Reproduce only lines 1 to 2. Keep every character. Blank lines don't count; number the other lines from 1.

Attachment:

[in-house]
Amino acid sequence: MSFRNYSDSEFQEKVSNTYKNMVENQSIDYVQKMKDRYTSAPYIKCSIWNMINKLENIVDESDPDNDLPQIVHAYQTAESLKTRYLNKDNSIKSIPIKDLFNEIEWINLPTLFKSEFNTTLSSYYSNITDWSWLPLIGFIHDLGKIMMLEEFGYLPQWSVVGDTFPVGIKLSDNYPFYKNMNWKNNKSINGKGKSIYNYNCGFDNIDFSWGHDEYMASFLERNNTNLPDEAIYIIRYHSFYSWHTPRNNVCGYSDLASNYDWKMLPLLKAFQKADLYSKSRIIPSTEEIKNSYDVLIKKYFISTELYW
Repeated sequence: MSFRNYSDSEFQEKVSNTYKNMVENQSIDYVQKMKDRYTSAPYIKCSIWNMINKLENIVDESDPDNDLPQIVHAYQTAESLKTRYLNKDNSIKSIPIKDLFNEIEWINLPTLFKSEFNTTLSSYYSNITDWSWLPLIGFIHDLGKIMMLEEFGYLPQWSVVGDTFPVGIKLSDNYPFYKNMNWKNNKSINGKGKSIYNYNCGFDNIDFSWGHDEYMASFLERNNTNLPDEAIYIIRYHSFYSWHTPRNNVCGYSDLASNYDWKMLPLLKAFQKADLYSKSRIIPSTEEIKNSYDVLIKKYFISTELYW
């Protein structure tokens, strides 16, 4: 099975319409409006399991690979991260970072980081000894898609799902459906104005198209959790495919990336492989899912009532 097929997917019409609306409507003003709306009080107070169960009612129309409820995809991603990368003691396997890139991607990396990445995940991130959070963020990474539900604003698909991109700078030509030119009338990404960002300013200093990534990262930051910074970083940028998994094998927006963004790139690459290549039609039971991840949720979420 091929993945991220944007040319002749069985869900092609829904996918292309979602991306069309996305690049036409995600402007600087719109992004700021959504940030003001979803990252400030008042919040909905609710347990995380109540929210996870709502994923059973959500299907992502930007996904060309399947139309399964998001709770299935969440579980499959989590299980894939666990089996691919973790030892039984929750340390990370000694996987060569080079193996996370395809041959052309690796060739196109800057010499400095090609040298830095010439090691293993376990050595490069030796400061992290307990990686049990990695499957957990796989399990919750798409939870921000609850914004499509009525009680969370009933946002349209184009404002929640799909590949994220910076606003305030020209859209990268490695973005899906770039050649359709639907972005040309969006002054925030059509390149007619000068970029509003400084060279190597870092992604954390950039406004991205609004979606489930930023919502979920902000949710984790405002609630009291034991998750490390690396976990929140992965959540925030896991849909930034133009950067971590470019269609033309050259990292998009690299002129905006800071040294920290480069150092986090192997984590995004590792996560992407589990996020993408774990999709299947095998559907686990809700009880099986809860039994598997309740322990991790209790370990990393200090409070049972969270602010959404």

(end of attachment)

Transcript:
[in-house]
Amino acid sequence: MSFRNYSDSEFQEKVSNTYKNMVENQSIDYVQKMKDRYTSAPYIKCSIWNMINKLENIVDESDPDNDLPQIVHAYQTAESLKTRYLNKDNSIKSIPIKDLFNEIEWINLPTLFKSEFNTTLSSYYSNITDWSWLPLIGFIHDLGKIMMLEEFGYLPQWSVVGDTFPVGIKLSDNYPFYKNMNWKNNKSINGKGKSIYNYNCGFDNIDFSWGHDEYMASFLERNNTNLPDEAIYIIRYHSFYSWHTPRNNVCGYSDLASNYDWKMLPLLKAFQKADLYSKSRIIPSTEEIKNSYDVLIKKYFISTELYW